Putting It All Together. The Guide provides a broad summary of the Agency’s view of how companies should react in the case of a breach, and comes squarely from the FTC’s perspective as the nation’s largest consumer protection law enforcement agency. Notably, the Guide focuses on prevention, detection, and response issues related primarily to personal information, and sensitive personal information in particular. Companies that collect and retain personally identifiable information, whether for employment, financial, health care, or other reasons, increasingly engage outside counsel to assist them in planning for and testing their response processes. This advance preparation may include not only assessment of the underlying systems and processes for security and incident response, but also undertaking inventories of the relevant types of information assets that may be at risk, and evaluating how peers in the industry are responding to similar threat profiles. The Guide is silent on the role and value of table-top exercises, a tool that many larger organizations have found to be a useful way to test their preparedness. It also does not address the relationship between security and IT, and the role of the board of directors, both areas of increasing attention among corporate governance experts. Finally, many organizations find that security breaches require them to quickly become acquainted with the realities of their insurance coverage in such a scenario, and that is a key area that organizations should anticipate, but that the Guide does not cover.

The FTC Guide deserves praise as an initial effort to call attention to this important area, and to help make accessible information and strategies on incident response that may be especially useful as a starting point for many companies as they begin to evaluate how to plan for and respond to security incidents. At the same time, the breadth and complexity of incident response and changing threat vectors make it likely that the Agency will need to regularly update its recommendations in the Guide, and otherwise supplement them based on experience.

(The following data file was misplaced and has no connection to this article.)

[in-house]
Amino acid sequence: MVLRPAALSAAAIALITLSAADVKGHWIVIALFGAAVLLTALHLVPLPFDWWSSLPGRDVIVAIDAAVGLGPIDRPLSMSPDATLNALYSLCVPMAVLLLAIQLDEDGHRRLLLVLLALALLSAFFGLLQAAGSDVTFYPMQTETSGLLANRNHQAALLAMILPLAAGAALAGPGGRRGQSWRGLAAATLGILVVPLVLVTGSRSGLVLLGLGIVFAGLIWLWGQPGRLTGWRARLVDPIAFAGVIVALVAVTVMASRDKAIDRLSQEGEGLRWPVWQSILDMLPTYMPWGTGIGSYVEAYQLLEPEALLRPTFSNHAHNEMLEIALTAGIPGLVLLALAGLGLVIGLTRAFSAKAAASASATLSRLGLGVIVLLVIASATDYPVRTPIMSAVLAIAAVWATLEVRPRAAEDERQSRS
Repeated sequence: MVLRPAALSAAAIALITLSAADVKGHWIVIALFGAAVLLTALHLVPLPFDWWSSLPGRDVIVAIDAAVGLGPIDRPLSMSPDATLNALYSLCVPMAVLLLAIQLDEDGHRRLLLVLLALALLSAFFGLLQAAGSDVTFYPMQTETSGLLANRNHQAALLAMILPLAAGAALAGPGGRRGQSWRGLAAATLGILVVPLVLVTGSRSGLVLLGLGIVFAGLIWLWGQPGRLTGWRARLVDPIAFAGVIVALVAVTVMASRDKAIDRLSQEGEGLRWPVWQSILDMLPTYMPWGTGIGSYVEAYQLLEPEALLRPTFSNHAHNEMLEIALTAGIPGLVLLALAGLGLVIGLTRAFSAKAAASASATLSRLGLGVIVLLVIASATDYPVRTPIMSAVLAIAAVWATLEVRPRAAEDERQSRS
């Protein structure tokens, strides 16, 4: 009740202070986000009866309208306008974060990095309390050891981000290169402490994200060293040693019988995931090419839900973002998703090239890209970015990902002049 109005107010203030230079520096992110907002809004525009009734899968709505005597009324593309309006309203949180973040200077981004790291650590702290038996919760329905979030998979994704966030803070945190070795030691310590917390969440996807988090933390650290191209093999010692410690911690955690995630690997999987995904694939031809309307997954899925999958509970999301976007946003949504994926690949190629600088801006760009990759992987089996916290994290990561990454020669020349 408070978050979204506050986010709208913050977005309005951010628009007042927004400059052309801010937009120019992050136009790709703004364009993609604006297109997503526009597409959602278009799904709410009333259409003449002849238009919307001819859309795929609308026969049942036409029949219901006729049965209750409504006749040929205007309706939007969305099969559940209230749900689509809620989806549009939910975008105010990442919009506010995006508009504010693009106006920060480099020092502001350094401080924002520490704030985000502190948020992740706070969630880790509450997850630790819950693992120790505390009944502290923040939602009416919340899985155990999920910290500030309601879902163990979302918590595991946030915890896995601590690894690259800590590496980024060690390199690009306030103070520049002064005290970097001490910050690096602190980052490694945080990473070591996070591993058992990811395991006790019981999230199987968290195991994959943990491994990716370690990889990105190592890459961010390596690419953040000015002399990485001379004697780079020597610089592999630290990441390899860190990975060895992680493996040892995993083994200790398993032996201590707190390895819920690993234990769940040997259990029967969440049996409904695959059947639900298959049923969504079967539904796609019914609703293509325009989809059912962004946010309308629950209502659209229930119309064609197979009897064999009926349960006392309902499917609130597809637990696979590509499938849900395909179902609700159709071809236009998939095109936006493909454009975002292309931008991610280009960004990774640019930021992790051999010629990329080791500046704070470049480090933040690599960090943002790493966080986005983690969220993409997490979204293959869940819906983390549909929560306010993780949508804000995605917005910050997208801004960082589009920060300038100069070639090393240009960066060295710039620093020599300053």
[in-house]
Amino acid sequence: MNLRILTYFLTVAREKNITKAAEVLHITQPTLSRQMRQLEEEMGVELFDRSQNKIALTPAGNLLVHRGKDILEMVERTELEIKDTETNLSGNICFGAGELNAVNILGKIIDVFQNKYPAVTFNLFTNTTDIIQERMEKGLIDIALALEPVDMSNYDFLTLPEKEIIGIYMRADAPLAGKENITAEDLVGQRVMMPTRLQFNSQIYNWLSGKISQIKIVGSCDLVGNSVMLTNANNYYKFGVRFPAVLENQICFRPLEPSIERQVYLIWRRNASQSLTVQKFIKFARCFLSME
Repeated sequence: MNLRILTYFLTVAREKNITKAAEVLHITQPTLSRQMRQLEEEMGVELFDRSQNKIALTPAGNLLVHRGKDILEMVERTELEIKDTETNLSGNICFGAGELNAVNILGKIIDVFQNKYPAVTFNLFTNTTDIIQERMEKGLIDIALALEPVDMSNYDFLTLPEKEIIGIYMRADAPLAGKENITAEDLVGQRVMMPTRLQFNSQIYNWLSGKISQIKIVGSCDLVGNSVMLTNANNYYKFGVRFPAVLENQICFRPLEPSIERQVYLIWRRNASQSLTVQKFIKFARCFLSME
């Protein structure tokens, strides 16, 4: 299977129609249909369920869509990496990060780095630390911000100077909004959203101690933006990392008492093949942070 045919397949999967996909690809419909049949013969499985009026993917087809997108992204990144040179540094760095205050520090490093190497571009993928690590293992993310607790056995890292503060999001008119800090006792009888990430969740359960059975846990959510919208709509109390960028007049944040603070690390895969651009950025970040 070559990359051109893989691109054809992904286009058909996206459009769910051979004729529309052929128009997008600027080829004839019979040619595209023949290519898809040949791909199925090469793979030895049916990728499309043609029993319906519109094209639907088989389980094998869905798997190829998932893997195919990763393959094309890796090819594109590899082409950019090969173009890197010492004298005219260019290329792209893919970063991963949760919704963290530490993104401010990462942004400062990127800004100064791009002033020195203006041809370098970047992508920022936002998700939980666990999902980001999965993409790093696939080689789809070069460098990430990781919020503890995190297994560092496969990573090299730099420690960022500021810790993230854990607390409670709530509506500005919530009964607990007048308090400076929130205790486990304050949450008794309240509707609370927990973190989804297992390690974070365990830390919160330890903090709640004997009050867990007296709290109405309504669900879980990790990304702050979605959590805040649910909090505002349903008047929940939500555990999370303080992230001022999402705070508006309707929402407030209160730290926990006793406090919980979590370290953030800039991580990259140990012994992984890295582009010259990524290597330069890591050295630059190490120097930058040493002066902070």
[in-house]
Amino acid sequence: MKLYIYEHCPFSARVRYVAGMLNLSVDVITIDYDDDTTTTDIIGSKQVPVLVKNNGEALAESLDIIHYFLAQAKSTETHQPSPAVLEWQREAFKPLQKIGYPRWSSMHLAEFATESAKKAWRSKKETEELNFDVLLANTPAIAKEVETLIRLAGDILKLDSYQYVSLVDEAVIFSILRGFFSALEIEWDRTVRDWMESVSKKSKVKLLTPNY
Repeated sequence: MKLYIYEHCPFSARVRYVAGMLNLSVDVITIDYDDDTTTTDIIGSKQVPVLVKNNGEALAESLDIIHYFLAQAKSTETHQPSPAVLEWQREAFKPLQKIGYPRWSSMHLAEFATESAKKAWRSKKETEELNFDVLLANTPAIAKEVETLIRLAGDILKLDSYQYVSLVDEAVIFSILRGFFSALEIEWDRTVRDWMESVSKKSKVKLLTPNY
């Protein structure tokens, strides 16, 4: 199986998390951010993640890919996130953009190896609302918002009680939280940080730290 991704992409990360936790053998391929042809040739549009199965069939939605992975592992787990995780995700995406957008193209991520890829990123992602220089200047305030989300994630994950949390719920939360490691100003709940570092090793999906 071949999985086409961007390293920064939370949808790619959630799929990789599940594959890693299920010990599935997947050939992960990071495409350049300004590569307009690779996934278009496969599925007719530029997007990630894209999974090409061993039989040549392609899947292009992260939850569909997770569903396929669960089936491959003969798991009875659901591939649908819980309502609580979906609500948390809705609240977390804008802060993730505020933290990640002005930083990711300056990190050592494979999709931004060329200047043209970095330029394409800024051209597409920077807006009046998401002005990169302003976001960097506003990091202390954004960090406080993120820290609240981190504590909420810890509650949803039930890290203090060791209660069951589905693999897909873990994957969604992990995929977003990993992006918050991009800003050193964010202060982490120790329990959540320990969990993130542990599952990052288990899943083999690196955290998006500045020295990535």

FTC Settles With Sales Lead Generators For $100,000

Last week, the Federal Trade Commission (“FTC”) settled a claim against the Consumer Education Group for $100,000 regarding alleged violations of the FTC’s Telemarketing Sales Rule (“TSR”) and Section 5(a) of the FTC Act. The FTC alleged that Consumer Education Group made millions of illegal telemarketing calls, including unlawful robocalls, to consumers in an effort to generate sales leads for third parties.  Additionally, the FTC alleged that Consumer Education Group invited consumers to sign up for information regarding solar panels, reverse mortgages, and bathtubs, only to later find that Consumer Education Group collected the information to be sold as leads to third parties.  The settlement bars the organization from continuing its telemarketing campaign, requiring it to comply with the TSR on a going-forward basis, and pay a $100,000 civil penalty.

Takeaway: Online advertisers should clearly and conspicuously disclose how information they collect is stored and maintained via their privacy policy.  Additionally, advertisers engaging in a telemarketing campaign should be aware of the rules set forth in the TSR, as well as the Telephone Consumer Protection Act.



Still On The Line: FCC Refuses to Hang Up $20 Million Fine for False Advertising Levied Against Calling Card Companies

Last week, the FCC decided not to reduce the $20 million in fines it levied against four pre-paid calling card companies in 2015. The fines arise out of the companies’ deceptive marketing practices whereby they marketed calling cards that would provide thousands of minutes for low, prepaid prices.  The FCC found, however, that consumers were required to use all of their minutes in a single call to avoid the hidden fees and surcharges that were not conspicuously displayed on the companies’ marketing materials.

To assert jurisdiction, the FCC categorized the companies as common carriers primarily because the companies set calling card rates and minutes, designed and printed calling cards, and because the cards provided international toll voice service—a common carrier activity requiring authorization under Section 214 of the Communications Act. 

Takeaways: Advertisers that sell prepaid calling cards or similar services should clearly and conspicuously disclose the costs associated with their services on marketing materials.